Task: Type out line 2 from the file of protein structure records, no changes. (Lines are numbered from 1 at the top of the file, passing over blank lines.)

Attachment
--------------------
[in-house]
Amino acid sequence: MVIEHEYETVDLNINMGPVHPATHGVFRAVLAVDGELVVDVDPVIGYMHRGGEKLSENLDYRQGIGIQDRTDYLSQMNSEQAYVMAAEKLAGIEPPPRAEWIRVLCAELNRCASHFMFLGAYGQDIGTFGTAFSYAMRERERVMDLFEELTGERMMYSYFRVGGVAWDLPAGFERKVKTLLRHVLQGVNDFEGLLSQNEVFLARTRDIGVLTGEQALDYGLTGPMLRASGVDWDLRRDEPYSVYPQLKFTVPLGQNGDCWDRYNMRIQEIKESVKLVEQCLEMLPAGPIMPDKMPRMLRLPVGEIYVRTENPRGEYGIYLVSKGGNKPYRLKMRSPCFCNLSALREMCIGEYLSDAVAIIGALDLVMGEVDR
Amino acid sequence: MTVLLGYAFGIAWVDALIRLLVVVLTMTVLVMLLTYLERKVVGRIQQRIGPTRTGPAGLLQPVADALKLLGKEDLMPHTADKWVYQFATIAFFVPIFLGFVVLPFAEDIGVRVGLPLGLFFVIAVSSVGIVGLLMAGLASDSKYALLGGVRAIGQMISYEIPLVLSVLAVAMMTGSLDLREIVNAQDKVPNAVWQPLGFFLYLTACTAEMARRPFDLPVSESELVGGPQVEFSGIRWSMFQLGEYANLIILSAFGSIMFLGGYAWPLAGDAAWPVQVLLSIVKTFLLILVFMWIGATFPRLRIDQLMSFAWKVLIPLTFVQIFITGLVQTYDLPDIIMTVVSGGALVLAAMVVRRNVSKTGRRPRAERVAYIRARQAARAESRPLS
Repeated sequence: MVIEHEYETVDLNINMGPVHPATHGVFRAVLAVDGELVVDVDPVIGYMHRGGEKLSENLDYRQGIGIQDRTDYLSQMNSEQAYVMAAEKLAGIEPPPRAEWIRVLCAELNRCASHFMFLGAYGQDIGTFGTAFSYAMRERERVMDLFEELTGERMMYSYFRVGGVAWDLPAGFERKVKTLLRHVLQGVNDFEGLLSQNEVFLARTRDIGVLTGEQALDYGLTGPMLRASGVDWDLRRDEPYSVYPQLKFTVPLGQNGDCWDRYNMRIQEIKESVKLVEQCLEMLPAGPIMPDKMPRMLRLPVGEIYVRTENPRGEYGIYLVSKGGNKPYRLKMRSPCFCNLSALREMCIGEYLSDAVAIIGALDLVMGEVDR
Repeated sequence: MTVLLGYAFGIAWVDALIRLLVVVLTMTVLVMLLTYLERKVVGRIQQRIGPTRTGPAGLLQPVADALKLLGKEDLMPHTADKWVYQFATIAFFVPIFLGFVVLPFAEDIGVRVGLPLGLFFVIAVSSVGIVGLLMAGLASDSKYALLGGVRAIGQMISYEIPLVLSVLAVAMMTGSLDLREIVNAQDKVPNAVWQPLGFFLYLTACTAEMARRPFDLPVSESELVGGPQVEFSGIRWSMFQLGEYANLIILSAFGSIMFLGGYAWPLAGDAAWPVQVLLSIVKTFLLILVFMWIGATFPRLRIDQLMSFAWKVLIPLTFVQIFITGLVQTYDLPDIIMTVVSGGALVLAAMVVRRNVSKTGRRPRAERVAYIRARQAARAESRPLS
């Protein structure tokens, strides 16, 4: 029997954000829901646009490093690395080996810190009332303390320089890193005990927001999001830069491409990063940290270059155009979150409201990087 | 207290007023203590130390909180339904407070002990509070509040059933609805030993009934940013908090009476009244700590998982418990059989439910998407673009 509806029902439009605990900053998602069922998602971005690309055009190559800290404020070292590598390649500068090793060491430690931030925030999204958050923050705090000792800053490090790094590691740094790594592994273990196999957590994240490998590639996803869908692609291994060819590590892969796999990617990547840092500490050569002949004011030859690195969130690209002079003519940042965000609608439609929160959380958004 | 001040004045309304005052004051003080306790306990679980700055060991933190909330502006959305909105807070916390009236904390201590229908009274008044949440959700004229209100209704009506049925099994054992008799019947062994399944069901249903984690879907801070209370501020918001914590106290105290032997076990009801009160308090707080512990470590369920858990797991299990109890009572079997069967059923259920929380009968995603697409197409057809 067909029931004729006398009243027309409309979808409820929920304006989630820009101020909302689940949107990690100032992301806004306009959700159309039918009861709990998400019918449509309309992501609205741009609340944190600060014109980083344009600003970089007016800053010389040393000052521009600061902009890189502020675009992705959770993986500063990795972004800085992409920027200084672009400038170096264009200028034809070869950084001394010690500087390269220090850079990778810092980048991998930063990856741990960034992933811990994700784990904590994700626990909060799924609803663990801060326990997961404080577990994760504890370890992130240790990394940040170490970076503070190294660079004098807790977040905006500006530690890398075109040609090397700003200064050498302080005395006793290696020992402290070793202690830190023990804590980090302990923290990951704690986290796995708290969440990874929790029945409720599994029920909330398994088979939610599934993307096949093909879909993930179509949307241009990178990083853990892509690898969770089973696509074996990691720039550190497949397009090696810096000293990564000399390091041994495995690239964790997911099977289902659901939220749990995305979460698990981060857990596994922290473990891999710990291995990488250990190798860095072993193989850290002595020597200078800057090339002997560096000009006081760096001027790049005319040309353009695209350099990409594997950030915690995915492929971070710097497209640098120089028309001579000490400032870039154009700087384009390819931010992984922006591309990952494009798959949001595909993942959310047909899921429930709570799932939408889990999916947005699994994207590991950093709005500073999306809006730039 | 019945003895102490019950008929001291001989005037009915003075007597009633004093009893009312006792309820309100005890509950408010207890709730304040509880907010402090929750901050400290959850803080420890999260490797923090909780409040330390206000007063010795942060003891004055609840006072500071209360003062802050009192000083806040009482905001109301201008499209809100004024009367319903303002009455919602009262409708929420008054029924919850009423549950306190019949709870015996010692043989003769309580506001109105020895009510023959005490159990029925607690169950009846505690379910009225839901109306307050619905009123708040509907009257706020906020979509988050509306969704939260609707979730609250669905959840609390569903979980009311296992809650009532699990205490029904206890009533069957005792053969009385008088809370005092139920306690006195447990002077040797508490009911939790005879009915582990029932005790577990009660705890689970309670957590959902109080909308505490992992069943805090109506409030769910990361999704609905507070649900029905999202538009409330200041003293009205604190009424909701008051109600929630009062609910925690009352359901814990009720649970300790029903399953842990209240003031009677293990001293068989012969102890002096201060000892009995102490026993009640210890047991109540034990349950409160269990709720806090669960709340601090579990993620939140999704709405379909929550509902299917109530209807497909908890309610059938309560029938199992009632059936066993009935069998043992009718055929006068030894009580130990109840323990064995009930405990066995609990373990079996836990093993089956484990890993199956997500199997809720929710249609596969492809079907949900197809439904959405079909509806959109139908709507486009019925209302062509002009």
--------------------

Amino acid sequence: MVIEHEYETVDLNINMGPVHPATHGVFRAVLAVDGELVVDVDPVIGYMHRGGEKLSENLDYRQGIGIQDRTDYLSQMNSEQAYVMAAEKLAGIEPPPRAEWIRVLCAELNRCASHFMFLGAYGQDIGTFGTAFSYAMRERERVMDLFEELTGERMMYSYFRVGGVAWDLPAGFERKVKTLLRHVLQGVNDFEGLLSQNEVFLARTRDIGVLTGEQALDYGLTGPMLRASGVDWDLRRDEPYSVYPQLKFTVPLGQNGDCWDRYNMRIQEIKESVKLVEQCLEMLPAGPIMPDKMPRMLRLPVGEIYVRTENPRGEYGIYLVSKGGNKPYRLKMRSPCFCNLSALREMCIGEYLSDAVAIIGALDLVMGEVDR